"Information Clearing House"-- http://www.informationclearinghouse.info/article31328.htm
     
    Last edited: May 16, 2012
  2. beentheredonethatagain

    beentheredonethatagain Silver Member

    Reputation Points:
    2,193
    Joined:
    May 30, 2007
    Messages:
    3,295
    Male from California, U.S.A.
    texas is one of those states that will build a prison for you. they believe in strict justice, although in this case it may be their undoing. I cant see how they can do this to a very senior citizen. I hope the good people of texas get this poor woman out of this jam. what a shame.
     
  3. ThisIsAHeresy

    ThisIsAHeresy Newbie

    Reputation Points:
    0
    Joined:
    May 14, 2012
    Messages:
    8
    25 y/o Male from U.S.A.
    Poor woman... I really do hope that she gets it sorted out. :/
     
  4. nitehowler

    nitehowler Newbie

    Reputation Points:
    -115
    Joined:
    Dec 14, 2011
    Messages:
    163
    48 y/o Male from Australia
    The government are the ones that need to be punished for their ridiculous policies .
    One minute they admit to failing families with their lost war against drugs -putting people behind bars for these non violent crimes punishing everyday men and women and their families.
    THESE DRACONIAN law makers need to be held accountable for their inaction their wives their families need to be punished by every means possible and taunted.
    Then they will realize the damage they are doing to the community.
    We vote for these people and sometimes think they may one day better our system but it just seems to get worse.
    Answer this question why do western countries ( the so called democratic free society's) of say Australia and America have more restrictive laws than communist China and Russia put together?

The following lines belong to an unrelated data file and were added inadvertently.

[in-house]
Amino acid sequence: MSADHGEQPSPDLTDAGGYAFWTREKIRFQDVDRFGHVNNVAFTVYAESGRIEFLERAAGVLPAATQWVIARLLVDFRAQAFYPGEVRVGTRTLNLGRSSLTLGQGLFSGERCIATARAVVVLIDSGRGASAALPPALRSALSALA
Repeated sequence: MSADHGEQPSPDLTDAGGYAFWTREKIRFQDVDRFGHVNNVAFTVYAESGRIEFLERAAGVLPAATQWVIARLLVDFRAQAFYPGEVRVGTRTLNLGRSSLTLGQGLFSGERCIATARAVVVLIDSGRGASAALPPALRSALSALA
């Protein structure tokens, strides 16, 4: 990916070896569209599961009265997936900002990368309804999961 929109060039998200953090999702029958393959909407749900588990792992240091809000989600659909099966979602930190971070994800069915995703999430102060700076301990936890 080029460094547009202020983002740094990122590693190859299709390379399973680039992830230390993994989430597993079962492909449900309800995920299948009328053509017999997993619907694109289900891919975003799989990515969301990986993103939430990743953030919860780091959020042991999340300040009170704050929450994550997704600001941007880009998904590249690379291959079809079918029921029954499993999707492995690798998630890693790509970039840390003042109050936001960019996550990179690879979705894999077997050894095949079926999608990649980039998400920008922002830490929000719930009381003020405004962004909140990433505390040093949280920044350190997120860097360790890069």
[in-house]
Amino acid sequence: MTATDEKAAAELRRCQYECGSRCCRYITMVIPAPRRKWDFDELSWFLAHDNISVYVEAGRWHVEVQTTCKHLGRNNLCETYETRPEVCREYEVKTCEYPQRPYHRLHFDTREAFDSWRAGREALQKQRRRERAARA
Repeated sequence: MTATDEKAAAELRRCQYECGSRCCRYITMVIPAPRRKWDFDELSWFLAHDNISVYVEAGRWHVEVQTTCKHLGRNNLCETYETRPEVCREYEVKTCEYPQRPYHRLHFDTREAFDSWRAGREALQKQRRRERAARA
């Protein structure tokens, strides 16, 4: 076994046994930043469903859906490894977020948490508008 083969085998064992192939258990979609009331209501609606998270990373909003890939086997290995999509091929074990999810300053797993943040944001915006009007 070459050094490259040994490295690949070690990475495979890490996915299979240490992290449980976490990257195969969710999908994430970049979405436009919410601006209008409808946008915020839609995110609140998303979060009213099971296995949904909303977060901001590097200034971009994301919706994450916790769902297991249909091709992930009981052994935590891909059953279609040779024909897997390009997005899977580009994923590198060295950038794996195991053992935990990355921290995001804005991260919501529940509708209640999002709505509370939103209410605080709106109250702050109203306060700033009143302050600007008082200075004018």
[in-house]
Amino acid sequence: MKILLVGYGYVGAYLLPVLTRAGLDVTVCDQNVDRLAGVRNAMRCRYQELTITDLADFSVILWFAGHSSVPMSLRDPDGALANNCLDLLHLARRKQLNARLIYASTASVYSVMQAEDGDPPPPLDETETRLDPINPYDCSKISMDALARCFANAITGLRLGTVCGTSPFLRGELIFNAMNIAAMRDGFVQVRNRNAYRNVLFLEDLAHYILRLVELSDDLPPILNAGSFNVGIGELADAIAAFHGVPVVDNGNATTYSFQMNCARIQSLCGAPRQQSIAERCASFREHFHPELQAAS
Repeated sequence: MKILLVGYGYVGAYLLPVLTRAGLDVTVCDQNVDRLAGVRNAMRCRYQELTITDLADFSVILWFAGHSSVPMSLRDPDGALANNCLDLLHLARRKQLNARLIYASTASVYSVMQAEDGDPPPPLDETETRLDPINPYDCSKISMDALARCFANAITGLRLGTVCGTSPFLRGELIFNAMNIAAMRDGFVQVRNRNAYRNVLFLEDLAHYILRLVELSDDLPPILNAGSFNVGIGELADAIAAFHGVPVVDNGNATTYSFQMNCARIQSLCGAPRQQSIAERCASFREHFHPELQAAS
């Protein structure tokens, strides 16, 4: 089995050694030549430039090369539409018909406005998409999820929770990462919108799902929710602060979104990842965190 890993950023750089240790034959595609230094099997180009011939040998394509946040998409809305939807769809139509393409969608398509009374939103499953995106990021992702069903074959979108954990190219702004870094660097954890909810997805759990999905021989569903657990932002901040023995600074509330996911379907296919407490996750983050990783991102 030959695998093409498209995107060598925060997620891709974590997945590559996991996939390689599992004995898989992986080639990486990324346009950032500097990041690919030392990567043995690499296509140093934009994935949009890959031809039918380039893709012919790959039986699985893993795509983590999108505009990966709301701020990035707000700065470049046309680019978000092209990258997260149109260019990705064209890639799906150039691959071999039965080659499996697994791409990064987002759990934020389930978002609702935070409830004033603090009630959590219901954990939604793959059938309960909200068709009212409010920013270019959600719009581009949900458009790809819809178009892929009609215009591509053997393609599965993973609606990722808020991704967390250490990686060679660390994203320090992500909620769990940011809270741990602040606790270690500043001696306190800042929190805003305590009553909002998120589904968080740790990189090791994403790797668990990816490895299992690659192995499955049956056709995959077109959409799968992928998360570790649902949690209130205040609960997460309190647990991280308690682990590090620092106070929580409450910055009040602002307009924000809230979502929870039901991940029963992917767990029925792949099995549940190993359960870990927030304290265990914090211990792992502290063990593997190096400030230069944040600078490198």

FREEDOM IS A WORD USED AS AN EXCUSE TO PUNISH SOCIETY
     
  5. godztear

    godztear Silver Member

    Reputation Points:
    620
    Joined:
    Nov 5, 2009
    Messages:
    1,036
    31 y/o Male from Minnesota, U.S.A.
    Houstonian, who has no secrets to trade, is doing more time than drug lords

    FORT WORTH - The U.S. government didn't offer a reward for the capture of Houston grandmother Elisa Castillo, nor did it accuse her of touching drugs, ordering killings, or getting rich off crime.

    But three years after a jury convicted her in a conspiracy to smuggle at least a ton of cocaine on tour buses from Mexico to Houston, the 56-year-old first-time offender is locked up for life - without parole.

    "It is ridiculous," said Castillo, who is a generation older than her cell mates, and is known as "grandma" at the prison here. "I am no one."

    Convicted of being a manager in the conspiracy, she is serving a longer sentence than some of the hemisphere's most notorious crime bosses - men who had multimillion-dollar prices on their heads before their capture.

    The drug capos had something to trade: the secrets of criminal organizations. The biggest drug lords have pleaded guilty in exchange for more lenient sentences.

    Castillo said she has nothing to offer in a system rife with inconsistencies and behind-the-scenes scrambling that amounts to a judicial game of Let's Make A Deal.

    "Our criminal justice system is broke; it needs to be completely revamped," declared Terry Nelson, who was a federal agent for over 30 years and is on the executive board of Law Enforcement Against Prohibition. "They have the power, and if you don't play the game, they'll throw the book at you."

    Castillo maintains her innocence, saying she was tricked into unknowingly helping transport drugs and money for a big trafficker in Mexico. But she refused to plead guilty and went to trial.